London Theatre.co.uk: **** “Jack Wolfe brings electrifying rock-star vocals to son Gabe, particularly in standout number “I’m Alive” – he’s definitely one to watch. Trevor Dion Nicholas, who was tremendous in Aladdin and Hamilton, gives a much more understated but equally impressive performance here. He’s a wonderfully sensitive scene partner to Levy.”

Musical Theatre Review: **** “Next to Normal gives a frank, revealing experience of living with – and living with someone who is living with – a severe psychological disorder. It may have taken years to arrive in the West End, but its presence is welcome indeed.”

(c)Marc Brenner

City Am: “It’s all set in a wonderfully realised family home, with tunes delivered by a band located in the attic, not dissimilar to the band in the recent Richard Hawley musical Standing at the Sky’s Edge. There’s a reason this musical has stood the test of time and the Donmar more than does it justice.”

West End Best Friend: ***** “Michael Longhurst’s direction is exemplary, often keeping characters on stage whilst the main action is happening elsewhere. This is done in such an expert way that it doesn’t pull focus from the main scene, but if you choose to look, you can see them going through a whole emotional journey. We love the decision for there to be no physical walls on the stage, the whole house is exposed.’

London Theatre1: **** “At times Next To Normal can be a difficult watch – it’s a million miles away from a frothy, feel-good musical. Whilst it isn’t sung-through, there’s not a lot of dialogue and the story is told through song – there are over thirty of them – and at times Kitt’s big melodies can be a bit overwhelming but given the subject matter, maybe that’s the point – it’s a relentless journey that we’re taken on.”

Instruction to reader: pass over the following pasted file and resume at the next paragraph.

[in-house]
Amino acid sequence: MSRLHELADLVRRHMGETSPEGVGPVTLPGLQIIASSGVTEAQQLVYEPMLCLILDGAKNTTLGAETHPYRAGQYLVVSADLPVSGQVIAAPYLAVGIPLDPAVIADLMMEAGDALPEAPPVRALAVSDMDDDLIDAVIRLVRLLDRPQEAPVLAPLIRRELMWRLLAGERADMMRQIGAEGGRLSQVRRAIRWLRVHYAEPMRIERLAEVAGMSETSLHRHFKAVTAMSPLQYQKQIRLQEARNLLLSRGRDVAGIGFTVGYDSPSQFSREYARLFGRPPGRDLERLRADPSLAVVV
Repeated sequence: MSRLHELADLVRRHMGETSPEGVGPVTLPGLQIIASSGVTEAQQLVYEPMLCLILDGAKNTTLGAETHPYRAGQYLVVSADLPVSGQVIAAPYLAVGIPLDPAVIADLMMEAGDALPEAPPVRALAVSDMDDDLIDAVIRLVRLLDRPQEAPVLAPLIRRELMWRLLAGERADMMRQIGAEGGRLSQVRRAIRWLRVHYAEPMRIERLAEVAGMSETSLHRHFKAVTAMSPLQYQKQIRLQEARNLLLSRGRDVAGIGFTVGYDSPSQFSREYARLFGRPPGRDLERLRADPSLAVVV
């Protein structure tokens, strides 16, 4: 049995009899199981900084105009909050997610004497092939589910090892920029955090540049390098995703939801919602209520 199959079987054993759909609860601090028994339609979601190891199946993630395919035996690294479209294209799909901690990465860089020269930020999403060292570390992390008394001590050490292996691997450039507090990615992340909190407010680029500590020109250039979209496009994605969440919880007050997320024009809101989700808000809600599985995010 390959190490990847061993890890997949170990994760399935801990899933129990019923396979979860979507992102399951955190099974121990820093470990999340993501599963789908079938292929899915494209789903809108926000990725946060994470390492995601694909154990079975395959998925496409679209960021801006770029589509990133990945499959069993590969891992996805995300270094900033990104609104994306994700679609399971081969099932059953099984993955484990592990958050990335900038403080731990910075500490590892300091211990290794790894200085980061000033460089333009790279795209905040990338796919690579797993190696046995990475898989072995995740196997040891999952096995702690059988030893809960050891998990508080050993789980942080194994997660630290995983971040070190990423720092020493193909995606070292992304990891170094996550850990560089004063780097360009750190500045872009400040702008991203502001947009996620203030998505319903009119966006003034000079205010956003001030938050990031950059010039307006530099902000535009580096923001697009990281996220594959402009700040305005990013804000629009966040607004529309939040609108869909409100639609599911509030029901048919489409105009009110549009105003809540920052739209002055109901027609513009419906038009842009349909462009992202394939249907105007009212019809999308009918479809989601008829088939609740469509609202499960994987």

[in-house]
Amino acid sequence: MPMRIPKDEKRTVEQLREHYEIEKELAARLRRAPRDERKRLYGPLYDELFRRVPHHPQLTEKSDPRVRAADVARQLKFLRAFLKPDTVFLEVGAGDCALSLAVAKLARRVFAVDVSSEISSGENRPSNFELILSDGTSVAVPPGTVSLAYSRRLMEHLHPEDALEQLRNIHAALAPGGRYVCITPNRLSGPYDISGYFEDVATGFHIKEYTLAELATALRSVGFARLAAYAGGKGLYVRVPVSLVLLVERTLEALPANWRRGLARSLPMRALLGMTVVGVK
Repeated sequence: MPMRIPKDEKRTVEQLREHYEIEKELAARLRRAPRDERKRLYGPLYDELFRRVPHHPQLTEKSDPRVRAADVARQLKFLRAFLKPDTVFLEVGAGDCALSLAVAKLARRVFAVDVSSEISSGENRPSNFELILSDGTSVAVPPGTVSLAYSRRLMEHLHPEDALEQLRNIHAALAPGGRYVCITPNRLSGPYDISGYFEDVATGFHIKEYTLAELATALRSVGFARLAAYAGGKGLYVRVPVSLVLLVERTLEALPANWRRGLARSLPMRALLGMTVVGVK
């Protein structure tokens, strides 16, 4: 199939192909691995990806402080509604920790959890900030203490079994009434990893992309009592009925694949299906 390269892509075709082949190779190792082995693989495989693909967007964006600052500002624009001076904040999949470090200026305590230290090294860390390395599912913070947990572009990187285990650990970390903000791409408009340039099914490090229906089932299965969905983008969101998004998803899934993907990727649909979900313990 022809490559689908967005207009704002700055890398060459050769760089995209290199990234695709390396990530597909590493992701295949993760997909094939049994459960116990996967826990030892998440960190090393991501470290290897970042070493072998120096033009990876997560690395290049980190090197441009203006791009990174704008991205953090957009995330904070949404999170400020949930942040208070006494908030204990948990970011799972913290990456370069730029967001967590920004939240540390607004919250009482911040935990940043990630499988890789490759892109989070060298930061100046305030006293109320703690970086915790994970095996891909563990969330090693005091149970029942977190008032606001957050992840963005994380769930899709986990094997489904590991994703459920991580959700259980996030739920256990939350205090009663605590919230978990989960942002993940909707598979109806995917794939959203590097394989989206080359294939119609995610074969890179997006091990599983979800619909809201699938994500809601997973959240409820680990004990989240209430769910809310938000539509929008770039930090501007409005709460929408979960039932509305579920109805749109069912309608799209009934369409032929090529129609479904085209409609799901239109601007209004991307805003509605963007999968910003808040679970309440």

Theatre Weekly: “This may be the musical that paved the way for shows like Dear Evan Hansen and Fun Home, but it stands apart for its unwavering commitment to telling a truthful and honest story, no matter what.  It’s been a long fifteen years, but it’s been worth the wait as this emotionally charged production of Next to Normal is an absolute triumph that deserves, and needs, a longer run than is currently scheduled.”

There Ought to be Clowns: “Performance-wise, Longhurst maintains a crack Donmar standard. Caissie Levy’s Diana stuns in her state of delusion and disorder and nails the rockier edges of Kitt’s score. Jamie Parker is quietly excellent in what is turning out to be a great year for him and Eleanor Worthington-Cox and Jack Wolfe do so well at conveying the contrasting experiences of their children, Wolfe’s vocal in particular is extraordinary at times. Musically, it’s not fully my bag but Nick Barstow’s musical direction keeps it sounding great and Chloe Lamford’s design does a fantastic job of reconceiving how the space can be used when there’s a band to fit in as well. A powerful production of material that might have had its day.”

Next to Normal continues to play at the Donmar Warehouse until the 7th October.